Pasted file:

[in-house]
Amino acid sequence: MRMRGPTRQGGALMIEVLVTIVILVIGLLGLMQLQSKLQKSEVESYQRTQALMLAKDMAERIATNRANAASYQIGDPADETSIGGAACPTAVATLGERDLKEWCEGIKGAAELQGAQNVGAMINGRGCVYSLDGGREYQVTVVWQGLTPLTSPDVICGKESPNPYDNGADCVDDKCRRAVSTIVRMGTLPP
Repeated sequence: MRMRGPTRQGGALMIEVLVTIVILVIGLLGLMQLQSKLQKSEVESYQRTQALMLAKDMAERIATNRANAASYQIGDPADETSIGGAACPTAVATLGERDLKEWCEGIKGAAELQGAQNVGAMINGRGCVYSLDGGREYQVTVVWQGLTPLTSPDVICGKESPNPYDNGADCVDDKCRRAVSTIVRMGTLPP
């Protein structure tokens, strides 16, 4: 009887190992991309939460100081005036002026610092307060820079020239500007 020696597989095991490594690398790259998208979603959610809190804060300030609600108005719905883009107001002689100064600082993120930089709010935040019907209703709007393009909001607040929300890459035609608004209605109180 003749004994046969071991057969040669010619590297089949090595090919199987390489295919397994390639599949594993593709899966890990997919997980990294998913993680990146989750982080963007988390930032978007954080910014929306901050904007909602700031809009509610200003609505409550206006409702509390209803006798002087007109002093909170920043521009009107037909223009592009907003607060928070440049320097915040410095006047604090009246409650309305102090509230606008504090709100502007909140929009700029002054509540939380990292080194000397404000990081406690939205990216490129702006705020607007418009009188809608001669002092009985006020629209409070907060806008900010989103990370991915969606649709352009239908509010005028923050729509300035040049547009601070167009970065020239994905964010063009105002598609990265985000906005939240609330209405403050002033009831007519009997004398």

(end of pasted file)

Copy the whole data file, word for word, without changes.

[in-house]
Amino acid sequence: MRMRGPTRQGGALMIEVLVTIVILVIGLLGLMQLQSKLQKSEVESYQRTQALMLAKDMAERIATNRANAASYQIGDPADETSIGGAACPTAVATLGERDLKEWCEGIKGAAELQGAQNVGAMINGRGCVYSLDGGREYQVTVVWQGLTPLTSPDVICGKESPNPYDNGADCVDDKCRRAVSTIVRMGTLPP
Repeated sequence: MRMRGPTRQGGALMIEVLVTIVILVIGLLGLMQLQSKLQKSEVESYQRTQALMLAKDMAERIATNRANAASYQIGDPADETSIGGAACPTAVATLGERDLKEWCEGIKGAAELQGAQNVGAMINGRGCVYSLDGGREYQVTVVWQGLTPLTSPDVICGKESPNPYDNGADCVDDKCRRAVSTIVRMGTLPP
């Protein structure tokens, strides 16, 4: 009887190992991309939460100081005036002026610092307060820079020239500007 020696597989095991490594690398790259998208979603959610809190804060300030609600108005719905883009107001002689100064600082993120930089709010935040019907209703709007393009909001607040929300890459035609608004209605109180 003749004994046969071991057969040669010619590297089949090595090919199987390489295919397994390639599949594993593709899966890990997919997980990294998913993680990146989750982080963007988390930032978007954080910014929306901050904007909602700031809009509610200003609505409550206006409702509390209803006798002087007109002093909170920043521009009107037909223009592009907003607060928070440049320097915040410095006047604090009246409650309305102090509230606008504090709100502007909140929009700029002054509540939380990292080194000397404000990081406690939205990216490129702006705020607007418009009188809608001669002092009985006020629209409070907060806008900010989103990370991915969606649709352009239908509010005028923050729509300035040049547009601070167009970065020239994905964010063009105002598609990265985000906005939240609330209405403050002033009831007519009997004398």